If you want a safe and completely legal internet you will have to request that the entire internet be turned off and rolled back to only having a handful of sites on it. No more email, because people can share files through that. No more YouTube, because people can post movies and television shows. No more Facebook, because people can also share files and links through there as well as movie clips, personal links, emails, etc. No more anything. So, if you would like to fight piracy Mr. Glen, turn off your computer, and cancel your internet subscription. Because the only way to completely eliminate internet piracy is by cancelling the internet. (Piracy has been around since BBS boards that you would phone in to with your VIC 20, Commodore 64, Tandy, or other computer. Back when there were cradle modems and 5 1/4 inch floppies that could only hold 1155 kB of data, or the old tape drives.) People have been sharing since before the internet became popular, and will continue to share until the plug is pulled. (And even then something else will arise to fill the void.)

      In case you didn’t know people also used to share VHS and Beta tapes sending them via “snail mail” back in the 80’s. They also shared cassette tapes of music and sent those via the postal mail as well. Just because it isn’t physical media only makes it faster to share… Not impossible. :) You must be new to all this “sharing”, because it’s been around forever.

    • Vince says:

      Yeah, because it’s *SO* easy to know when something’s being infringed. Even copyright holders don’t know when something’s being infringed. Hell, copyright holders will send take down notices to Google for places like for Game of Thrones. Have you EVER looked at how many take down notices Google goes through in a day? No, you don’t. Here’s a tip, it’s millions. Yeah, MILLIONS that they go through, MANUALLY.

      No, Google does a lot to fight piracy, maybe if the copyright holders would put the stuff out there in an easy to get, wildly available method, piracy would drop.

      You know, like how iTunes caused music piracy to drop or how Steam lowered PC video game piracy?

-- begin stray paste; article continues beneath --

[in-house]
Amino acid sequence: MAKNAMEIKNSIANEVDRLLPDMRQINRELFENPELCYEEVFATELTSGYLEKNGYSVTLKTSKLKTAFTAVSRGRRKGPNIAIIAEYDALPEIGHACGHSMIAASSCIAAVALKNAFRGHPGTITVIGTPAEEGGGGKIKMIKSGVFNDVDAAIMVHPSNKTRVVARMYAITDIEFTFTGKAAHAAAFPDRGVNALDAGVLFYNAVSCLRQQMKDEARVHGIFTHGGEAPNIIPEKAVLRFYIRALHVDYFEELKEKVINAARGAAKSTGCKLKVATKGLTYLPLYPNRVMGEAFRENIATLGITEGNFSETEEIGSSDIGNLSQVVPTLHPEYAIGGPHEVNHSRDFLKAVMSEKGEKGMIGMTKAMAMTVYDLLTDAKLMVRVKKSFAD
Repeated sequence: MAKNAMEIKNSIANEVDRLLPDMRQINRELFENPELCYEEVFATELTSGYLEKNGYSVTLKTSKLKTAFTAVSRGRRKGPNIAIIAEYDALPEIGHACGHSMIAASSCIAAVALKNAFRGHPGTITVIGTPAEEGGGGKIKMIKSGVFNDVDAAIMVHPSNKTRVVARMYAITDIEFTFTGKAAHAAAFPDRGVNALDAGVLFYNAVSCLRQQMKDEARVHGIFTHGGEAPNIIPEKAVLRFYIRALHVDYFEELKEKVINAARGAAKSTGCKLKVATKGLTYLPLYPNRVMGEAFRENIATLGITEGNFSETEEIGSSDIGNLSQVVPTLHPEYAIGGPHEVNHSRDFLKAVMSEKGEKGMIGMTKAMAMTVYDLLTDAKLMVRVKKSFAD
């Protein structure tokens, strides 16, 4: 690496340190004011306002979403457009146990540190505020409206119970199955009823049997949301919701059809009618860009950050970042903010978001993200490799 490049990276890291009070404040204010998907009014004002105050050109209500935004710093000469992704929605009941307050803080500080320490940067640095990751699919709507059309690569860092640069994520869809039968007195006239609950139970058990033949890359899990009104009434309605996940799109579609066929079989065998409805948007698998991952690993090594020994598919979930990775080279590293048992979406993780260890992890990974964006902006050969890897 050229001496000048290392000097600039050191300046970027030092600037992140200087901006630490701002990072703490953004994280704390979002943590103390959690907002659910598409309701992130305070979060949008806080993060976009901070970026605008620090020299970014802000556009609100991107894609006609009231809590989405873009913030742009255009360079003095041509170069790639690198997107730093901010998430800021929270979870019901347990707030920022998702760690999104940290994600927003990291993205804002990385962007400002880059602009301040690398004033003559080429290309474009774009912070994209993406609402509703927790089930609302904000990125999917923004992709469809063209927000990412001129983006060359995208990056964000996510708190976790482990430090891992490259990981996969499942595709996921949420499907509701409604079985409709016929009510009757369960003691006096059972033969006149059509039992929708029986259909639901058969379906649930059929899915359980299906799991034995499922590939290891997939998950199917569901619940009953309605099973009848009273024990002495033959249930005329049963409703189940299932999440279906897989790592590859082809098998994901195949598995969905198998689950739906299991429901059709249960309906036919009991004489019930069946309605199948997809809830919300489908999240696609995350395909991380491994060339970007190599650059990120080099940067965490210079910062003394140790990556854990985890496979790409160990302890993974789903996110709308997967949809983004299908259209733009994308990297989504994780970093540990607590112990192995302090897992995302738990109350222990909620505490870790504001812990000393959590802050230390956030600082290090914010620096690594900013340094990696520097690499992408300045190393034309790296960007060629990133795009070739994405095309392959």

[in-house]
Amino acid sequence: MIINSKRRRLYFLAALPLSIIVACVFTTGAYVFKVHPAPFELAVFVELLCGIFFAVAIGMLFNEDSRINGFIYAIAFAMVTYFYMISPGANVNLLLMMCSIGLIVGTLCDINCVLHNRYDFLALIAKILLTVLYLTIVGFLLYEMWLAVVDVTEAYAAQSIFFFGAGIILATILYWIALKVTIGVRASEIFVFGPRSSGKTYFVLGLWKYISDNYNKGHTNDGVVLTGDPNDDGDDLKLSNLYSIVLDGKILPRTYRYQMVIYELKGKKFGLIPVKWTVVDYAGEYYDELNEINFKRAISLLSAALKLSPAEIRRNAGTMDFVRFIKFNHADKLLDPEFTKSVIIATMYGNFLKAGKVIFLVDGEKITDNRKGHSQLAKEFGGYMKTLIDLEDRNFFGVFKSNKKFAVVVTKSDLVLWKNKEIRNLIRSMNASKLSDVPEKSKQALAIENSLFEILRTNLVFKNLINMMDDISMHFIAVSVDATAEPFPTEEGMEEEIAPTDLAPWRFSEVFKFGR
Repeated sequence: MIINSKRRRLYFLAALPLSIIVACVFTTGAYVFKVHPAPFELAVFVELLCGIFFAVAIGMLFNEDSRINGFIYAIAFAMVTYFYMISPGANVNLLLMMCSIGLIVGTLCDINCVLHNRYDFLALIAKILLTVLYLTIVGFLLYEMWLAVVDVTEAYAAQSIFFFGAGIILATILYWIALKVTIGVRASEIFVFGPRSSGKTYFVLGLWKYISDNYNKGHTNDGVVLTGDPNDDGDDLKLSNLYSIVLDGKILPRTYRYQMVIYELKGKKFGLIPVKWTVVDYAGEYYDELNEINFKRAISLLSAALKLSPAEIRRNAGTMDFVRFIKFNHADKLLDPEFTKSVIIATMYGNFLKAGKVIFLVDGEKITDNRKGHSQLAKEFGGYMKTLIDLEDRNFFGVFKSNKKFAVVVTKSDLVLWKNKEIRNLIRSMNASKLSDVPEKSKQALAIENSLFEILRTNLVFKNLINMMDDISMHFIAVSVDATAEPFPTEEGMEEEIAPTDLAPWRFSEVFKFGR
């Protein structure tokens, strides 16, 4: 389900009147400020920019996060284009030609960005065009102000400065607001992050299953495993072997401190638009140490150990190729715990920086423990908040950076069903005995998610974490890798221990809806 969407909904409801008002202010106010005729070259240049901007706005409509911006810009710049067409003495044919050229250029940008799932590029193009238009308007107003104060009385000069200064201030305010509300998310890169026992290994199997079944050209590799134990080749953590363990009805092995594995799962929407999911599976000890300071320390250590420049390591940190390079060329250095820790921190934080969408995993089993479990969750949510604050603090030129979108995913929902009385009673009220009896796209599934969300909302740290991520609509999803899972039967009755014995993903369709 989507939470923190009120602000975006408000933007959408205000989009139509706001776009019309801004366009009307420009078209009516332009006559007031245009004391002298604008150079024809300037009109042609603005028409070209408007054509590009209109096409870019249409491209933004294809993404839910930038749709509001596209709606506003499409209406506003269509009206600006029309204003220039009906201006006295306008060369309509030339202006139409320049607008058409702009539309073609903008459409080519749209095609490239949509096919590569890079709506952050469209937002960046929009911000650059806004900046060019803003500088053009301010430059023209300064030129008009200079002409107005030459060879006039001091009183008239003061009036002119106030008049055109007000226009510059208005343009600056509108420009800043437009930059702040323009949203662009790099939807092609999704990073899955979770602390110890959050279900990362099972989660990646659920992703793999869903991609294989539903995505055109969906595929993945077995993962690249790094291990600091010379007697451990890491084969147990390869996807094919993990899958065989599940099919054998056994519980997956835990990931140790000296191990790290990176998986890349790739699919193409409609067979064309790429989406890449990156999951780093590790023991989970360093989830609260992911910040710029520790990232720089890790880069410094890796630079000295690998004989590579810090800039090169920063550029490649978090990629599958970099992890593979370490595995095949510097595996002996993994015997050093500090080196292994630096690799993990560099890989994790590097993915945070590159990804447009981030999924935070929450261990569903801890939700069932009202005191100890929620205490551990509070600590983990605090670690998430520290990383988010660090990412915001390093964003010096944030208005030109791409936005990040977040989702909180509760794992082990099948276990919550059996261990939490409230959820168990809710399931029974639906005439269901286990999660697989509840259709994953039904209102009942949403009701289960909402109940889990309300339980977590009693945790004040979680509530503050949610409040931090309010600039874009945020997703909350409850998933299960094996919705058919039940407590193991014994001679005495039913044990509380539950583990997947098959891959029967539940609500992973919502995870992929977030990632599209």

Or is that too hard for copyright holders to do?

      • Costa Botes says:

        Vince, you are singing from the same old hymn book quoted by every other Freetard out there. It’s getting real old. Put your self justifying assumptions aside for just a bit and use a combo of empathy, imagination, and maybe a little bit of research, and you might gain a glimmer of understanding about the economics of making ‘content’, and why it is that offering work globally simultaneously, and cheaply, might be a nice thing for lazy, fickle, grazing consumers, but is neither easy, nor financially sustainable in the current marketplace. Maybe things will change, if the pirates lay off, and allow robust and innovative legal online distribution methods to evolve. Yes, like iTunes, but perhaps with some more competition.

  2. John Shea says:

    Nazi-related content? ‘SCHINDLER’S LIST’? ‘THE DIARY OF ANNE FRANK’? Most histories of the twentieth century? Those who do not know the past are condemned to repeat it.

    • jasontin2013 says:

      Hackers, whether white or black hate will ever go away we were here long before you could even partially figure out a PC we were writing codes and bringing information that regardless of how much you worship the FEDS the states are supposed to dictate there own laws. DotCom is a citizen of New Zealand I never used megaupload, however I can tell you you cannot stop downloads and trading its like kids trading ball cards it started long before the illiterate learned how to download by P2P. Those of us who still bel;ieve in freedom of information nand want to watch a movie at home because we are that severely mentally ill that the ppl make us sick. Its better for everyone if us introverts are inside fighting the white hat traders who lie in fear instead of embracing the freedom we should have I don’t sell what I get like most do however unlike at least half of you I cannot go to movies unless driven and even then I don’t remember parts because I’m on so much valium that I forget parts. And i’ll be damned if I’d ever pay apple or anyone to rent a movie with the prices they charge for renting. If a movie is worth while then I tend to spend the money upon its release but to think you idiots can stop something that has been going on since the 80’s early and most likely before you even learned simple unix hacks. How about you mind your own business and lube up next time your gonna bend over costa and sound like the idiot you are Programmers and developers tend to be the ones to put the back doors in anyways. A human can make a program do what they want so long as they can enter the correct code